Healthdirect Free Australian health advice you can count on.

Medical problem? Call 1800 022 222. If you need urgent medical help, call triple zero immediately

healthdirect Australia is a free service where you can talk to a nurse or doctor who can help you know what to do.

beginning of content

Cataract surgery

3-minute read

Why is cataract surgery performed?

A cataract is an eye condition where the lens of your eye becomes cloudy, making it difficult to see. A small operation can replace your cloudy lens with a clear plastic lens.

Cataracts can make your vision become blurry or hazy. They can also make you sensitive to bright lights, see starbursts around lights, or see everything as slightly faded or yellow. The treatment for cataracts is surgery on the affected eye to remove the cloudy lens and replace it with a permanently implanted plastic lens called an intraocular lens.

How to prepare for cataract surgery

On the day of the surgery, you will be given eye drops that include an antibiotic. You will have a small plastic tube inserted into a vein in your arm. You might be given an injection around the eye or eye drops to make the eye go numb. Most people have a local anaesthetic and light sedation, although some have a general anaesthetic.

Your doctor can give you more information to help you prepare for the operation.

What happens during cataract surgery?

During the procedure you will be asked to lie on your back for up to 45 minutes. The doctor will make a small cut in the eye to remove the cloudy lens and to insert the plastic lens. There will always be medical staff to talk to during the procedure. If you have any problems, you should tell one of the staff.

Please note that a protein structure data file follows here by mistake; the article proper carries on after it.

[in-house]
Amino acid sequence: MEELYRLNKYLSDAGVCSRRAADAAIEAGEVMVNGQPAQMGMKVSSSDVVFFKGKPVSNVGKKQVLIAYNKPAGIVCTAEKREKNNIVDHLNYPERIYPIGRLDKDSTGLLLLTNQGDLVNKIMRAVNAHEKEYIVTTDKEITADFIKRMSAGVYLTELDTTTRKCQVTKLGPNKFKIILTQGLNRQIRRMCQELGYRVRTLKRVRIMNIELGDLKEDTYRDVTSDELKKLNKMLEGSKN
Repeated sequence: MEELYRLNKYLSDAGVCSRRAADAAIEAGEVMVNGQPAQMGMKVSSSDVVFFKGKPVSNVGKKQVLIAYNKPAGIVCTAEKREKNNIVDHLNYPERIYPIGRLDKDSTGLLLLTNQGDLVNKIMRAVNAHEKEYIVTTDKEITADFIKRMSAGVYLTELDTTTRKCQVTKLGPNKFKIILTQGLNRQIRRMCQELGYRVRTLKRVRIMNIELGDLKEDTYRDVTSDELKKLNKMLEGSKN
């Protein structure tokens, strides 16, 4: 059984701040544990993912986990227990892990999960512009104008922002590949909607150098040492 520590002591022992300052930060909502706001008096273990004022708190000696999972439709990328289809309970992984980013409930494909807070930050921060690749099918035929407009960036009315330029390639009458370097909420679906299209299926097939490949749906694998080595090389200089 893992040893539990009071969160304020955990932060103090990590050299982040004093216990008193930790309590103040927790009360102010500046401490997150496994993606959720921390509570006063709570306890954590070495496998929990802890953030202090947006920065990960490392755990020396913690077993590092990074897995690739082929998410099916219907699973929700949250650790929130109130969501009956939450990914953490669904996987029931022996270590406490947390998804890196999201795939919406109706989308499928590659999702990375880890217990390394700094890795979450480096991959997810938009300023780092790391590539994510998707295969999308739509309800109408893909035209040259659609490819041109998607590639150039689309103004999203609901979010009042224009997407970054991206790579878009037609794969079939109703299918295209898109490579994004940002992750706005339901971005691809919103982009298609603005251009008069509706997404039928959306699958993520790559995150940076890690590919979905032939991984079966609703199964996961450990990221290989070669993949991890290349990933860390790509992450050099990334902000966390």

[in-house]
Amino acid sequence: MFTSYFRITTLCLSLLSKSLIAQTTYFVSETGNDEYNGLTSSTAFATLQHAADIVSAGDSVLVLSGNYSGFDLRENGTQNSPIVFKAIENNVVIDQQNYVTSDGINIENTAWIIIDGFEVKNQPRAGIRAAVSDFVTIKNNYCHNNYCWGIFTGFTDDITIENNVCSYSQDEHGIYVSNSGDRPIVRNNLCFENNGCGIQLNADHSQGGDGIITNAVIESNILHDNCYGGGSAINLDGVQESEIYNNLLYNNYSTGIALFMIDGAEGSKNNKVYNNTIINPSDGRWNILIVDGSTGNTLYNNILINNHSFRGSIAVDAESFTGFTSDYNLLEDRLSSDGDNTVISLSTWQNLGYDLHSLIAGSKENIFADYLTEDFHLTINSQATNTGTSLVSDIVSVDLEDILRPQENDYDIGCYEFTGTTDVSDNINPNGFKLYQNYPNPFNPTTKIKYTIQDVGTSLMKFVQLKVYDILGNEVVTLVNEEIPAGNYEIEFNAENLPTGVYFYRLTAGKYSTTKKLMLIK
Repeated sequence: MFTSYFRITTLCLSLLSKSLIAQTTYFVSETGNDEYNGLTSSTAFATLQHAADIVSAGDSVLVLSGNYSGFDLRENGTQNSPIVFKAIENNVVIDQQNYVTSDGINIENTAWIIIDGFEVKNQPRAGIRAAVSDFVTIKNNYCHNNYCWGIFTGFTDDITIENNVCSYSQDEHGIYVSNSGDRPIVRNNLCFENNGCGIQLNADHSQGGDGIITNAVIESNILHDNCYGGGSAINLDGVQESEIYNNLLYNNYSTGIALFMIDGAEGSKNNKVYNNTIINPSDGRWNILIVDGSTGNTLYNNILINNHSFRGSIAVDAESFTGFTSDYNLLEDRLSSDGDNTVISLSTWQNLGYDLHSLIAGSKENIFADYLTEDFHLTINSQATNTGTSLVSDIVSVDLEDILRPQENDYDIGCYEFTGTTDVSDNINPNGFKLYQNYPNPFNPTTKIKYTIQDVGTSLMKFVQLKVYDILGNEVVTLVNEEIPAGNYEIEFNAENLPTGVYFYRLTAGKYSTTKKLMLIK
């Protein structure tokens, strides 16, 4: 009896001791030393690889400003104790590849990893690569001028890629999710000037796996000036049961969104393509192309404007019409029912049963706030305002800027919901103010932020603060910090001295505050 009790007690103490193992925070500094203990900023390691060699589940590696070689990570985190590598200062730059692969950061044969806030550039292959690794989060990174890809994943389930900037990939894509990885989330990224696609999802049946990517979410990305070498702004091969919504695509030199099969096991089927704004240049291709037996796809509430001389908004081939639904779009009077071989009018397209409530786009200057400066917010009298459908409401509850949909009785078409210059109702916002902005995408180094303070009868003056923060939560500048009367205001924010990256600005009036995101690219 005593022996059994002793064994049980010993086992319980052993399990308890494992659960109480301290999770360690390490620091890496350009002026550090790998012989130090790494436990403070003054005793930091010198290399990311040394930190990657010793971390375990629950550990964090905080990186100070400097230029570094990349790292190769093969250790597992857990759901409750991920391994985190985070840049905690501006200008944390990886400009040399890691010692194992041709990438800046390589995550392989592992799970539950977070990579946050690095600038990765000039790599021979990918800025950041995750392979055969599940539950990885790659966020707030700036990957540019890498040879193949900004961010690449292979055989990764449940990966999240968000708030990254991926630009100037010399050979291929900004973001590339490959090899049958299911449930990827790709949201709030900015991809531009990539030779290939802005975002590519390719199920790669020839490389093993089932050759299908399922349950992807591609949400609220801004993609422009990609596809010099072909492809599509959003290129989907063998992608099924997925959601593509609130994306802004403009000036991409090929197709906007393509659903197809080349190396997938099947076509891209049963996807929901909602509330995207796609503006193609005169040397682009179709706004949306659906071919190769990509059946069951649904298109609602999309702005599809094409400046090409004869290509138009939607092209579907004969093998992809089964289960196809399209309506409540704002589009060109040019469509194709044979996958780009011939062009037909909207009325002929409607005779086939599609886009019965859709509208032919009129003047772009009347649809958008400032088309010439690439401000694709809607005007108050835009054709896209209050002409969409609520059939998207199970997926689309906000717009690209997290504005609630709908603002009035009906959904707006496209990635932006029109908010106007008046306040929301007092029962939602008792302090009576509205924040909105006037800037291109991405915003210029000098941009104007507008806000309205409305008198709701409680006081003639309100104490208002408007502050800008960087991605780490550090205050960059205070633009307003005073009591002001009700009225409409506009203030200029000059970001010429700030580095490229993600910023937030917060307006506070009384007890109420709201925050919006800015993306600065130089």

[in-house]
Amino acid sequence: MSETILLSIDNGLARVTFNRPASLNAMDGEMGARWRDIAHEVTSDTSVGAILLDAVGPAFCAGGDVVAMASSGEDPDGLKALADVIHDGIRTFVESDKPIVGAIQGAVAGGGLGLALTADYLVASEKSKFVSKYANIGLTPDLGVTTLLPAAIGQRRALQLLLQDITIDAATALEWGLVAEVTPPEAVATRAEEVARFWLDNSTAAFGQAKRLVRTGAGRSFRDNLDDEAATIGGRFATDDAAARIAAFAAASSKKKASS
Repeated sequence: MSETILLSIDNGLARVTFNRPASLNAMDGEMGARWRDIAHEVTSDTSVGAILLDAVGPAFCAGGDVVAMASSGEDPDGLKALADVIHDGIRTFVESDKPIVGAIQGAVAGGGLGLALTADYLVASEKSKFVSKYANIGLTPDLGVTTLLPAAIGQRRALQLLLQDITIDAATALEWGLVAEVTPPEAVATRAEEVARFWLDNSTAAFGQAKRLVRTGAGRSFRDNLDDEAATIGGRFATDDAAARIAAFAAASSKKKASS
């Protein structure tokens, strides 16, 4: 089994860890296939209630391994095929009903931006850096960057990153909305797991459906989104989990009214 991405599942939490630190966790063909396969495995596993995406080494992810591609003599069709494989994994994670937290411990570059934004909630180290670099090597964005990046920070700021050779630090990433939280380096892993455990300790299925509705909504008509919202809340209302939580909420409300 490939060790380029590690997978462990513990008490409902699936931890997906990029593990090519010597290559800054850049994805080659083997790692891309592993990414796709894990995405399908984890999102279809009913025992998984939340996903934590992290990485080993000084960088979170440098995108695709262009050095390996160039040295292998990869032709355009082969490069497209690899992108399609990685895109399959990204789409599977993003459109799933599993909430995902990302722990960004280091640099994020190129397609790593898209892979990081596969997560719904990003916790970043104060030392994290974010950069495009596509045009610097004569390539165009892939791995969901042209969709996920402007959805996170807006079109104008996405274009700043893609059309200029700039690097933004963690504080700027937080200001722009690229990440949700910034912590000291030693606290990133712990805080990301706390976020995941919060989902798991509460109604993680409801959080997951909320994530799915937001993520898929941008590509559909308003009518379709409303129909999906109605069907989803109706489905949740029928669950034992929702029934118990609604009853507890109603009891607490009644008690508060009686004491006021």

What to expect after cataract surgery

Your doctor will probably place a pad over the eye that was operated on. You might have some pain or discomfort in that eye. If you do, you should tell a nurse or doctor so they can give you something to ease the pain. You will be given eye drops and told how long you need to take them for.

Cataract surgery is an outpatient procedure and does not require an overnight stay. You should not drive until your vision has returned to normal so you will need someone to take you home.

For a few weeks after the operation, you will need to avoid rubbing your eye and strenuous activity.

What can go wrong with cataract surgery?

Problems with cataract surgery are not common but some people have bleeding, infection or damage to the eye. If you notice your eye becoming red and painful, fluid coming from the eye, or your sight getting worse, contact your eye specialist or go to an emergency department.

More information

About cataract surgery

Visit The Royal Australian and New Zealand College of Ophthalmologists website for more information about cataract surgery.

About surgical procedures

Learn more about surgical procedures in general with information such as:

Learn more here about the development and quality assurance of healthdirect content.

Last reviewed: October 2020

Back To Top

Need more information?

These trusted information partners have more on this topic.

Top results

Cataract Surgery